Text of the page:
Ken Onion Hunting Knife

Gerber Guardian Knives

Yeah, I'm a knife guy. Not like I'm a knife fighter or like I live with a knife in my hand 24/7, but I appreciate knives. As one of man's oldest and most versatile tools, knives - in my opinion - are invaluable and everyone should always have one with them. Now, I know folks who like their folding knives to have a six inch cutting edge and I know a guy who never carries a knife with a blade over two inches long. I like happy mediums and in this week's review I'm taking a look at one of the newest offerings from Gerber: The Guardian Back-Up Alpha. Not too small, not too big, but plenty of performance in a conveniently sized package.

Based on its existing Guardian Back-Up design, Gerber developed the Alpha with a Tanto style blade to replace (for those who wanted it) the double-edged spear point blade of the original Guardian Back-Up. Let's be honest: anyone who has carried and used knives for long enough has preferences in blade design, handle shape, etc. Plenty of people prefer the well-documented historical performance of the Tanto style blade. For penetration strength it's hard to beat and its sharp edge cuts as well as any other sharp edge. In this case, the 3.75" cutting edge, including the 1" of serrated edge, is supported by a full 1/8" thickness in the blade steel to within 5/8" of the tip.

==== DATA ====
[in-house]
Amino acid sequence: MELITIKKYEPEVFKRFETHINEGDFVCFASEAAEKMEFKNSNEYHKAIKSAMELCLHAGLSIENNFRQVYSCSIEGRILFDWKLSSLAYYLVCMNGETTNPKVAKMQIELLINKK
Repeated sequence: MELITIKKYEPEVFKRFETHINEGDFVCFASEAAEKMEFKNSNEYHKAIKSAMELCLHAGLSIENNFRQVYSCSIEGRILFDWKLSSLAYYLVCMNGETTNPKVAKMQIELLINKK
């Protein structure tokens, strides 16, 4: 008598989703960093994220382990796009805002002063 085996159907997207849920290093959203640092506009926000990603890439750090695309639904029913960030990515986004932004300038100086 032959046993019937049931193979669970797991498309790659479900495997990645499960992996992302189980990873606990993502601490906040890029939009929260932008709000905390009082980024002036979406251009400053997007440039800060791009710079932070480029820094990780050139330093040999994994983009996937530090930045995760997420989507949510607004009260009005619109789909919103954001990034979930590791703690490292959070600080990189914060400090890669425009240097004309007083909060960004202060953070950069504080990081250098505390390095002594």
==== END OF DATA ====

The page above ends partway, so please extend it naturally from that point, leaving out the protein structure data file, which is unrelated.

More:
The overall length of this knife is about 7.25" and it's purported to have a "3/4 length tang". Since it has an almost 4" moulded synthetic grip, that means about 2" of tang is sunk into / surrounded by the grip. The grip is glass-filled nylon with Softgrip inserts - which I translate in my hand to "hard rubber". The grip is about as small as I would want in my hand but is of proper size given the blade length and overall compact size of the knife in general.

The sheath for the Guardian Back-Up Alpha is the same design as for previous versions of the Guardian Back-Up: a synthetic sheath with a belt / boot clip and an adjustable locking mechanism that lets you set how tight the knife is held. You can adjust it (or at least I did) to a point so tight I couldn't get the knife out at all. At the other end of the spectrum is a setting so loose the knife practically falls out if you shake the sheath gently. Obviously a middle ground is what's desired but you can easily adjust the sheath to your personal preference depending on the circumstances. Adjusting the sheath tightness is easy: you just push and slide the tabs on either side of the sheath. I do recommend that you keep them equal, otherwise the knife doesn't want to go straight in and out.

Of course, since this is a knife and its first and primary job is cutting, I had to find out how well this one would do. Out back to the shed...

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